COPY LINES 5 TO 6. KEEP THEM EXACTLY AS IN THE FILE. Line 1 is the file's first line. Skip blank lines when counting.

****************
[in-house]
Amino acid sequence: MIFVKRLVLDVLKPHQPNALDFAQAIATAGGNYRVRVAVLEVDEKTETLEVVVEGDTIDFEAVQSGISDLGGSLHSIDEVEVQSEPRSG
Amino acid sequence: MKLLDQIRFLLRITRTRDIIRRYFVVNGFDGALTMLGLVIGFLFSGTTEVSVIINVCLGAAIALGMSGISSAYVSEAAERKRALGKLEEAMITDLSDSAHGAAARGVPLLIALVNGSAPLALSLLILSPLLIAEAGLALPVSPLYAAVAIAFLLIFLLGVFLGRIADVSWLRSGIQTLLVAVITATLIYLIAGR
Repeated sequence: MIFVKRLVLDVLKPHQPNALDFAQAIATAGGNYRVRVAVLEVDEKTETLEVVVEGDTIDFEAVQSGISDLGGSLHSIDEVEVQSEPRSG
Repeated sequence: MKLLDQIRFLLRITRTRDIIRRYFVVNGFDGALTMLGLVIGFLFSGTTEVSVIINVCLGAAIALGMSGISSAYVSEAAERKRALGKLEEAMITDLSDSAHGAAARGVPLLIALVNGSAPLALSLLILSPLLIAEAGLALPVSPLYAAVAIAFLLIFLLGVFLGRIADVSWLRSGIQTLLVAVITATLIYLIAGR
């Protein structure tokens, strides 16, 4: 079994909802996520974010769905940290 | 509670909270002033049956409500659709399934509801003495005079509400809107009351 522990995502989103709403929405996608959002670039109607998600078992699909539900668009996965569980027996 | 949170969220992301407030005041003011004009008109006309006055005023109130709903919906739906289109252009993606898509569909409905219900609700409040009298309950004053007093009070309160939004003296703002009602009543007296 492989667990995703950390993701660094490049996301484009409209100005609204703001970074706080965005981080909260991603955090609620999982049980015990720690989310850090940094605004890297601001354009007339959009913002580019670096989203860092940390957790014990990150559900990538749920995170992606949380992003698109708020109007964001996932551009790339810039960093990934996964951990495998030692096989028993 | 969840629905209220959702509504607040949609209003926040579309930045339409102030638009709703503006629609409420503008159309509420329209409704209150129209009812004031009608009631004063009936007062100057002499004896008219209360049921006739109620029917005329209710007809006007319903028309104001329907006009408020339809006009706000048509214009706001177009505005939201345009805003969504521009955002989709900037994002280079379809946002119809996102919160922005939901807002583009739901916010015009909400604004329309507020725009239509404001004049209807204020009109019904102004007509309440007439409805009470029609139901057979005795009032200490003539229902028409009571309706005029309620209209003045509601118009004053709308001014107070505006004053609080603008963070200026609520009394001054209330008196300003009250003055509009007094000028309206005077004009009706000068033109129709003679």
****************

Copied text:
Repeated sequence: MKLLDQIRFLLRITRTRDIIRRYFVVNGFDGALTMLGLVIGFLFSGTTEVSVIINVCLGAAIALGMSGISSAYVSEAAERKRALGKLEEAMITDLSDSAHGAAARGVPLLIALVNGSAPLALSLLILSPLLIAEAGLALPVSPLYAAVAIAFLLIFLLGVFLGRIADVSWLRSGIQTLLVAVITATLIYLIAGR
């Protein structure tokens, strides 16, 4: 079994909802996520974010769905940290 | 509670909270002033049956409500659709399934509801003495005079509400809107009351 522990995502989103709403929405996608959002670039109607998600078992699909539900668009996965569980027996 | 949170969220992301407030005041003011004009008109006309006055005023109130709903919906739906289109252009993606898509569909409905219900609700409040009298309950004053007093009070309160939004003296703002009602009543007296 492989667990995703950390993701660094490049996301484009409209100005609204703001970074706080965005981080909260991603955090609620999982049980015990720690989310850090940094605004890297601001354009007339959009913002580019670096989203860092940390957790014990990150559900990538749920995170992606949380992003698109708020109007964001996932551009790339810039960093990934996964951990495998030692096989028993 | 969840629905209220959702509504607040949609209003926040579309930045339409102030638009709703503006629609409420503008159309509420329209409704209150129209009812004031009608009631004063009936007062100057002499004896008219209360049921006739109620029917005329209710007809006007319903028309104001329907006009408020339809006009706000048509214009706001177009505005939201345009805003969504521009955002989709900037994002280079379809946002119809996102919160922005939901807002583009739901916010015009909400604004329309507020725009239509404001004049209807204020009109019904102004007509309440007439409805009470029609139901057979005795009032200490003539229902028409009571309706005029309620209209003045509601118009004053709308001014107070505006004053609080603008963070200026609520009394001054209330008196300003009250003055509009007094000028309206005077004009009706000068033109129709003679």